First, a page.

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Jacqueline Jones, Chair 128 Inner Campus Dr., Stop B7000, GAR 1.104 Austin, TX 78712-1739 • 512-471-3261

Spring 2008

HIS 350L • Forging History of Mexico-W

Unique Days Time Location Instructor


Course Description

The main objectives of this course are to examine a range of historical narratives and representations of Mexico's history produced over almost five centuries, looking at the period from 1519 to the early 21st century The period under study encompasses tumultuous political, social, economic, and cultural changes in Mexicos history - conquest, independence, loss of national territory, the construction of the Mexican nation-state, revolution, and globalisation. How people understood and represented these events will be our main topic of study as will change and continuity in the content and dominant symbols and motifs of such narratives. We will focus, however, not only on "official" histories but also contested versions of Mexicos history in order to consider how and why some versions became the official histories while others were marginalized or censored. How do we explain, for example, the transformation of the idea of mestizaje (racial mixing) from a negative condition in the colonial period to a foundational concept of Mexico and Mexican identity in the twentieth century? Internally constructed histories as well as those constructed by outside powers such as Spain and Europe in the 17th and 18th centuries and, increasingly, in the 19th and 20th centuries the U.S. and Great Britain, will be critically assessed. We will examine a variety of representations, both textual and visual, and primary and secondary sources.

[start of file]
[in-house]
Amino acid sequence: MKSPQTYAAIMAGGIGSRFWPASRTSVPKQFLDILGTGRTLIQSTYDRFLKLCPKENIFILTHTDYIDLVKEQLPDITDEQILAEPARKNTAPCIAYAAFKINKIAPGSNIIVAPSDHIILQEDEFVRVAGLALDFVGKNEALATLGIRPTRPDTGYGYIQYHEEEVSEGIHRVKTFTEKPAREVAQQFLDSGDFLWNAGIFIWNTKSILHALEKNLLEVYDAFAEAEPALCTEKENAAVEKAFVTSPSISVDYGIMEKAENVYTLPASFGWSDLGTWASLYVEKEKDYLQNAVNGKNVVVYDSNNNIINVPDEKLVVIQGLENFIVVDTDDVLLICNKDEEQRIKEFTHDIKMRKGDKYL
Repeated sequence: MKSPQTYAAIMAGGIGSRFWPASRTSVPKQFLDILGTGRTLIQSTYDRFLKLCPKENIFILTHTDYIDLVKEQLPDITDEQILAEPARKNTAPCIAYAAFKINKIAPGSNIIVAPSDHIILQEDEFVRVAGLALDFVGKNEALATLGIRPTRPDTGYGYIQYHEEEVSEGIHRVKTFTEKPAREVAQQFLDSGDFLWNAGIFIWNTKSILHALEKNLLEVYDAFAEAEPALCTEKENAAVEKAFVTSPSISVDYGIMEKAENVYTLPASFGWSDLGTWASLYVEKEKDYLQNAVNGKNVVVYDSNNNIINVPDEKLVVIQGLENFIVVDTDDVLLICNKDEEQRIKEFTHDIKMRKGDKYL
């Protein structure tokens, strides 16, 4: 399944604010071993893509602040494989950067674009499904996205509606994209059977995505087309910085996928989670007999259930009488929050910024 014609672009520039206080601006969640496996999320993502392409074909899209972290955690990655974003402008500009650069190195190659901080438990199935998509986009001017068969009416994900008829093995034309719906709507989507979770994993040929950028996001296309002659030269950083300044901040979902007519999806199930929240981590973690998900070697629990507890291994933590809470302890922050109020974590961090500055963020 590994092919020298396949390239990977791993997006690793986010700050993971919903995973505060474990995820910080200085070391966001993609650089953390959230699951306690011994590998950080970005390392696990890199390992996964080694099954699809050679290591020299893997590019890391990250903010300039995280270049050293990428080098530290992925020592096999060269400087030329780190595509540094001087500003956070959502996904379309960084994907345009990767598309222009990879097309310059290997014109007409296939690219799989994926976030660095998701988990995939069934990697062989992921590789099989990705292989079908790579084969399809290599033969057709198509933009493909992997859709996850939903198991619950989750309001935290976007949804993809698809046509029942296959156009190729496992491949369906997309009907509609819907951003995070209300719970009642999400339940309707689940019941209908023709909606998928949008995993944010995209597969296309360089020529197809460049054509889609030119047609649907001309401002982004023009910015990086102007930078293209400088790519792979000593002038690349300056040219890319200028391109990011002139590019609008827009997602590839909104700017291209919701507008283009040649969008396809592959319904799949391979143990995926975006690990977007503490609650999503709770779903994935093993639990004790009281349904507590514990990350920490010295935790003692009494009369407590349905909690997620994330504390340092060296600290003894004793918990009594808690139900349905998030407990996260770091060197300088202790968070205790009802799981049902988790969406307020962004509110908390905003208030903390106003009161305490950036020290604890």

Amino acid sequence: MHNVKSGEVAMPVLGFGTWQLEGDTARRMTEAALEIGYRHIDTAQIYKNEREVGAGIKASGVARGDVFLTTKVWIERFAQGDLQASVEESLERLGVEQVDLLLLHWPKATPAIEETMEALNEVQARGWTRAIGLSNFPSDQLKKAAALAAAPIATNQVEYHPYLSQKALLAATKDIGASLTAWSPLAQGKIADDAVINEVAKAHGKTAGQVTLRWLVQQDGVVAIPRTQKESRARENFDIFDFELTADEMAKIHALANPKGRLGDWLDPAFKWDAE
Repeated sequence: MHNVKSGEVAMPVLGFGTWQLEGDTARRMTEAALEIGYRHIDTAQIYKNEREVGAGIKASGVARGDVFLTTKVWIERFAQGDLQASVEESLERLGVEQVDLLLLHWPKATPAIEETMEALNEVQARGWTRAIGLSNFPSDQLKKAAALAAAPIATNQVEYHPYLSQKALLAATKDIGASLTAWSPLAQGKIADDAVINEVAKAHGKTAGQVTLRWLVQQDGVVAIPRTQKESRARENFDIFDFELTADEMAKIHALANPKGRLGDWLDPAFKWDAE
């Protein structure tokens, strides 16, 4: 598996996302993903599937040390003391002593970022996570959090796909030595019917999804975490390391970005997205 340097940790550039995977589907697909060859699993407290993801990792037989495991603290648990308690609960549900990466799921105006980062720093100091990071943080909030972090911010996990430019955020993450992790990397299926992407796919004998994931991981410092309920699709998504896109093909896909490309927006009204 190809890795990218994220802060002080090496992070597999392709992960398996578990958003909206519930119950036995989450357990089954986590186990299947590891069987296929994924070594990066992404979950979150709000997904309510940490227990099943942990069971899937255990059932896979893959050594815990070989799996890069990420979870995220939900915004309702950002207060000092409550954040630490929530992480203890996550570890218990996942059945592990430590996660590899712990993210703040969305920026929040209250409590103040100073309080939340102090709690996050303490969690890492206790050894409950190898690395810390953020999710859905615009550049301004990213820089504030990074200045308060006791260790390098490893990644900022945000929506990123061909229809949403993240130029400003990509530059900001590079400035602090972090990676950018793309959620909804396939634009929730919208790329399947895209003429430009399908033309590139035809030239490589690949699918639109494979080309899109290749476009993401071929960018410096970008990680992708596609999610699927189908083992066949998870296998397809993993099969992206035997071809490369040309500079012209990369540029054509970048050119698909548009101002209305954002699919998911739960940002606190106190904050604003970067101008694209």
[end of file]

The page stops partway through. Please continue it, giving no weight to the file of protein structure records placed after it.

Class Reader Enrique Florescano, Memory, Myth, and History and National Narratives Bernal Diaz del Castillo, The Conquest of New Spain David A. Brading, The First America Michael Meyer and Susan Deeds, The Course of Mexican History Stacie Widdifield, The Embodiment of the National in Late Nineteenth-Century Mexican Painting


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